The Flatshare explored some important issues plus it charmed me completely. It was more than a typical rom-com but yet it never aspired to be anything lofty, just a good story. Can you ask for anything more?

Sunday, September 15, 2019

Book Review: "The Rest of the Story" by Sarah Dessen

I've been a huge YA reader for some time now, and as I have selected books through the years, I've seen Sarah Dessen's name pop up. For some reason I had never read any of her books, although she certainly had been named as an author worth reading. So when her newest book, The Rest of the Story, was released, I figured it was time I remedied my unfamiliarity with Dessen's work.

WTF have I been waiting for? All I know is, if her other books are as good as this one, I am seriously going to have to devour her backlist, stat. It's been a while since a nearly 450-page book left me wanting more when I was finished, wishing it was longer so I could spend more time with the characters and know what happened to them after the story ended. But all of this happened with this book.

"There were lots of ways to love someone, I guessed, both by remembering and forgetting."

Emma Saylor's mother was at times both larger than life and withdrawn. She died five years ago, when Emma was 12, but her parents were divorced much earlier than that, and she lived with her father and grandmother.

While there are many things about her mother that Emma has forgotten, she always remembered the stories her mother used to tell her about the lake community where she grew up and met Emma's father. But while it was one big lake, it was like two separate worlds—her mother grew up in working-class North Lake, while her father worked at the yacht club on the prestigious Lake North side.

When Emma goes to stay with her mother's family for a few weeks one summer, it is the first time she has been back to the lake since she was four or five years old. Her large family—maternal grandmother, aunt, cousins—have never forgotten her, but Emma has little memory of any of it. Yet the more time she spends there, the more she feels like she belongs, the more she learns about her mother's life, her parents' relationship, and the stories that she has never heard.

"The past was always present, in its way, and you can't help but remember. Even if you can't remember at all."

While she was born with two names at birth, Emma Saylor, her mother used to call her Saylor, but it's a name she stopped using years ago. But she realizes that Saylor is just as much a part of her, and since that's the name her new-found family calls her, she feels a connection to her past that she hadn't before. And that bridge between the past and the present is embodied in the relationships she builds with her cousins, and the friendship she rekindles with Roo, the boy who was her very best friend when they were little, and whose spell she can't seem to resist now.

It's hard to be caught between two different worlds, especially when there is so much history that transpired which left those you cared about full of hurt and sadness. Yet Emma is determined to have the life her father wants to give her, while at the same time, she doesn't want to lose her connections to her past, or the people who were such a special part of it. But that won't be easy, and others may get hurt in the process.

I literally was hooked on this book from the very first sentence. Even though there were a few instances in which the foreshadowing was a little too obvious and you knew eventually what would transpire in certain situations, Dessen captured me completely with this story and these characters. Having lost my birth mother at a very young age, I identified with some of the characters a great deal, and it made the story even more poignant and emotional.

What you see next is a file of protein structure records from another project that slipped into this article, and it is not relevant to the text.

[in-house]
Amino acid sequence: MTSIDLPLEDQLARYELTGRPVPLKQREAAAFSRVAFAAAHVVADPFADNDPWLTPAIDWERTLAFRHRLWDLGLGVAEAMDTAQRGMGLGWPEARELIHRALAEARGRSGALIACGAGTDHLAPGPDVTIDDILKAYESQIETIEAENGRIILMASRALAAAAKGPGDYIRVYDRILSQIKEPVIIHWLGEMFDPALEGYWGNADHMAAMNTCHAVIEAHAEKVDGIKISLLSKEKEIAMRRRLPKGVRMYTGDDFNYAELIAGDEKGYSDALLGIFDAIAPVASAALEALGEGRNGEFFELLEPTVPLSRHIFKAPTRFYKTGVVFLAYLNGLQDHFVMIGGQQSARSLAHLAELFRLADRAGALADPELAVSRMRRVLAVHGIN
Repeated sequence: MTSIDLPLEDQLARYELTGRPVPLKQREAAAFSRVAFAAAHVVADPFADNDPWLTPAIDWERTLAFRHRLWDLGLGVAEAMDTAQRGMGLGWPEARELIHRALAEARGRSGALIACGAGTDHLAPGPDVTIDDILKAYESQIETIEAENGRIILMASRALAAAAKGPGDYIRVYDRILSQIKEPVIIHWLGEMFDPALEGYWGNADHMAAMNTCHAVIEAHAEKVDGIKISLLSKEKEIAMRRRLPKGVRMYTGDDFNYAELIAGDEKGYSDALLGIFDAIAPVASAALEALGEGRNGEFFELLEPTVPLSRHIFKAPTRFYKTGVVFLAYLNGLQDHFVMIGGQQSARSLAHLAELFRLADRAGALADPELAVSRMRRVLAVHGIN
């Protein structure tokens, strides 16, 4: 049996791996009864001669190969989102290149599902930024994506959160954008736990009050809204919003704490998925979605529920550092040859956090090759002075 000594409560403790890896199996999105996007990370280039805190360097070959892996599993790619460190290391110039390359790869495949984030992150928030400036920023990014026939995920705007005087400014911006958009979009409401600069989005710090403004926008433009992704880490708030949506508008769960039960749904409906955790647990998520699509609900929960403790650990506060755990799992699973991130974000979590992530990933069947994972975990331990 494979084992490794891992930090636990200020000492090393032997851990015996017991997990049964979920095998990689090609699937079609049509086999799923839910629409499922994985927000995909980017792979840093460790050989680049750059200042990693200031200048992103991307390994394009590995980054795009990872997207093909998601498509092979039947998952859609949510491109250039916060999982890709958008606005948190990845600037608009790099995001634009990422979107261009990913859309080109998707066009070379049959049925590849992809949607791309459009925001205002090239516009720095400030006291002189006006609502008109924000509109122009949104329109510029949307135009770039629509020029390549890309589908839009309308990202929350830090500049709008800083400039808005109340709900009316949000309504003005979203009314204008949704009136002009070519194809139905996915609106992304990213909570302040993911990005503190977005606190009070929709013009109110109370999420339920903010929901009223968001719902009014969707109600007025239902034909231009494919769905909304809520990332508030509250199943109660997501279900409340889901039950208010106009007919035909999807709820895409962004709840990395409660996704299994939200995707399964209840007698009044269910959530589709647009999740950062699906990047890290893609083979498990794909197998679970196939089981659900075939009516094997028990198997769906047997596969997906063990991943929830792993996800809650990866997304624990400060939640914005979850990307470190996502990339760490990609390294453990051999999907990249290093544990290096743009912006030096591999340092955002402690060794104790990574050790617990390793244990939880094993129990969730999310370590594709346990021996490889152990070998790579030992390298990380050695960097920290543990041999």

I love the way Dessen writes. Her characters aren't too witty and sophisticated that they seem like caricatures or transplants from a John Green novel. And while there might not be a lot of surprises, I just felt right at home in the middle of the story. And as far as I'm concerned, you can't ask for more than that.

So, Dessen fans, which one of her books should I read next?

Book Review: "Frankly in Love" by David Yoon

Frankly in Love is a fascinating look at love, friendship, cultural identity, parent-child relationships, and prejudice. I had been waiting for this book to come out for a while, and David Yoon certainly didn't disappoint me!

Frank Li is smart and funny, a first-generation American who tries hard to be a good son and a good friend. His parents want him to study hard and especially meet a nice Korean girl, so he doesn’t get disowned like his older sister.

Of course, life doesn’t happen the way we plan, and when Frank falls for his classmate, Brit, he wishes he could just be with her and not have to deal with his parents’ prejudice. Instead, he and Joy, the daughter of his parents’ friends, who is dating a Chinese student, concoct a scheme to help them both. They pretend to date in order to have the freedom to spend time with their real dates. But of course, they don't clue either their boyfriend or girlfriend into the scheme, or why it's even necessary.

When his life takes an unexpected turn, Frank must decide what’s most important in life—doing what’s right or doing what makes him happy—and if he can reconcile the two. He also must come to terms with his parents’ view of the world, and how it shapes his own identity. This is really thought-provoking, as it examines how everyone has some level of prejudice, and how it often comes from fear of losing one’s own cultural identity.

Yoon is a terrific writer. This book is funny and emotional, and even difficult to read at times, because you just wish Frank could say what he needs to to those who need to hear it, instead of causing problems by avoiding difficult subjects. Like many YA books, the characters are far more witty and erudite than real teenagers—but these are the smart students, so maybe this is the way these kids talk nowadays? (He asks as he tells those rotten kids to get off his lawn.)